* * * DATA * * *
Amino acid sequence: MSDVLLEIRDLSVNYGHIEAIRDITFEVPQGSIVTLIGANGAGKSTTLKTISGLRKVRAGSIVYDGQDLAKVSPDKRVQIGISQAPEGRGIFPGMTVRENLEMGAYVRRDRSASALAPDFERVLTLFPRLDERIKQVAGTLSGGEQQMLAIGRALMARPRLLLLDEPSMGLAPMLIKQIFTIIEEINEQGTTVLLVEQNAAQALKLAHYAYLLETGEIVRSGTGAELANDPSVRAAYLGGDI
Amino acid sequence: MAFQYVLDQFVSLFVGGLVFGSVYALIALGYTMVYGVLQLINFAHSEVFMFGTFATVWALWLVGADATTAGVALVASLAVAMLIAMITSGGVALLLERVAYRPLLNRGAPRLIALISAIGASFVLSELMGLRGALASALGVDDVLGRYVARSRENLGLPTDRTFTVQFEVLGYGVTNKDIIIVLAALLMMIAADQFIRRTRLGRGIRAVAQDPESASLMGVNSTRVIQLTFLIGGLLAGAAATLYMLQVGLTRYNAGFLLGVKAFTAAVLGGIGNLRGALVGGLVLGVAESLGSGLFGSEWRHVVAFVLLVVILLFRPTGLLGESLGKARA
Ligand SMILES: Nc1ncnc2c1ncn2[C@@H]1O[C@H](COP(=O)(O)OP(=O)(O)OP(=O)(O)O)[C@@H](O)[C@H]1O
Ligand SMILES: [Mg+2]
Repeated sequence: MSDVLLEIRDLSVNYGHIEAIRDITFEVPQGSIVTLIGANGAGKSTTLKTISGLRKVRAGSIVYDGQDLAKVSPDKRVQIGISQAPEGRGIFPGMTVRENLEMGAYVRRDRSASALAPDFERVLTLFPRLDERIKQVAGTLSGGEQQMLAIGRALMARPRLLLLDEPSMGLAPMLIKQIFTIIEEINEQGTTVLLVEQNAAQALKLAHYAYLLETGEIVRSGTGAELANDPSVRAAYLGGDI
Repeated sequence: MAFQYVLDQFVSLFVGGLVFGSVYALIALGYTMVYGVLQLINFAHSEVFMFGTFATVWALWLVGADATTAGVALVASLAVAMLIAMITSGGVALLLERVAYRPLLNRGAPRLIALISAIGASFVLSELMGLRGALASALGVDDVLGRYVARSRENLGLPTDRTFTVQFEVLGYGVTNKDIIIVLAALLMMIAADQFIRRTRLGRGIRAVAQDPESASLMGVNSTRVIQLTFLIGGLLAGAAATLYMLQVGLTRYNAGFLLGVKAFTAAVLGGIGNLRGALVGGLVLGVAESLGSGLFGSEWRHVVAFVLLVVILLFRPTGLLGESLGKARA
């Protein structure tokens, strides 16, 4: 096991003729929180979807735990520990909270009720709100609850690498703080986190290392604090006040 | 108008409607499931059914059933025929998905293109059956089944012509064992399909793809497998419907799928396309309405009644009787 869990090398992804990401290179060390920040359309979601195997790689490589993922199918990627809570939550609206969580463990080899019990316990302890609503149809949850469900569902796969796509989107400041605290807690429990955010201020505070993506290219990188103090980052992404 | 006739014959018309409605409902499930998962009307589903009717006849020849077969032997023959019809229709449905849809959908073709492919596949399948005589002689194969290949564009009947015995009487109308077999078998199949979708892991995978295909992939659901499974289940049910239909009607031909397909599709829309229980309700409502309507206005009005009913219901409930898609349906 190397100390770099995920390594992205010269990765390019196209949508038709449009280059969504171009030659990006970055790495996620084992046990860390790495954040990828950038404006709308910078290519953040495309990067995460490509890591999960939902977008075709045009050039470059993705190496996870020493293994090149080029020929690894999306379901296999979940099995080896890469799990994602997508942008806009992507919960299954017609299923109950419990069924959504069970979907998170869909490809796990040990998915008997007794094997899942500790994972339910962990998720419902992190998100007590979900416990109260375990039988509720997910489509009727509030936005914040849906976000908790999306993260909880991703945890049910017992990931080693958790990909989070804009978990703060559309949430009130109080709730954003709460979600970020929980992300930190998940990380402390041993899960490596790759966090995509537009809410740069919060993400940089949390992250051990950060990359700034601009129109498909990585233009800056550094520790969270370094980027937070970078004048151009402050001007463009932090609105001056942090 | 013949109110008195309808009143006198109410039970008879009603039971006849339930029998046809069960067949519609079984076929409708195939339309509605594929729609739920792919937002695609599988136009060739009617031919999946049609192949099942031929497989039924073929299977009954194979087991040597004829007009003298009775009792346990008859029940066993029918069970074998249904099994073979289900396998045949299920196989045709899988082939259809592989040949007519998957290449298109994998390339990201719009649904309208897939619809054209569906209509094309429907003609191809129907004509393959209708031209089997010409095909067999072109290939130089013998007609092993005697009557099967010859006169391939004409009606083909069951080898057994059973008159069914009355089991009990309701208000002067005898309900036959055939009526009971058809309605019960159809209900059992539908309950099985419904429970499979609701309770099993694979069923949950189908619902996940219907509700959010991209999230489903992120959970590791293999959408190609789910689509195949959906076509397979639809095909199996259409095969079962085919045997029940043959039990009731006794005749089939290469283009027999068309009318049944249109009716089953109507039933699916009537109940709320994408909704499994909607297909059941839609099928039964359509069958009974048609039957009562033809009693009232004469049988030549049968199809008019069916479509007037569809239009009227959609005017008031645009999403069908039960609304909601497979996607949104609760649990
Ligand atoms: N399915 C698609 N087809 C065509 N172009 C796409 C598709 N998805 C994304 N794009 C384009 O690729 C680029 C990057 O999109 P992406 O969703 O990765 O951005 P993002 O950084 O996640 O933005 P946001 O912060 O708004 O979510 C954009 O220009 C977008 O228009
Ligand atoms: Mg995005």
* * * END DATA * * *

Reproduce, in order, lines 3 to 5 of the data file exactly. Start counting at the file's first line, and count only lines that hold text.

Ligand SMILES: Nc1ncnc2c1ncn2[C@@H]1O[C@H](COP(=O)(O)OP(=O)(O)OP(=O)(O)O)[C@@H](O)[C@H]1O
Ligand SMILES: [Mg+2]
Repeated sequence: MSDVLLEIRDLSVNYGHIEAIRDITFEVPQGSIVTLIGANGAGKSTTLKTISGLRKVRAGSIVYDGQDLAKVSPDKRVQIGISQAPEGRGIFPGMTVRENLEMGAYVRRDRSASALAPDFERVLTLFPRLDERIKQVAGTLSGGEQQMLAIGRALMARPRLLLLDEPSMGLAPMLIKQIFTIIEEINEQGTTVLLVEQNAAQALKLAHYAYLLETGEIVRSGTGAELANDPSVRAAYLGGDI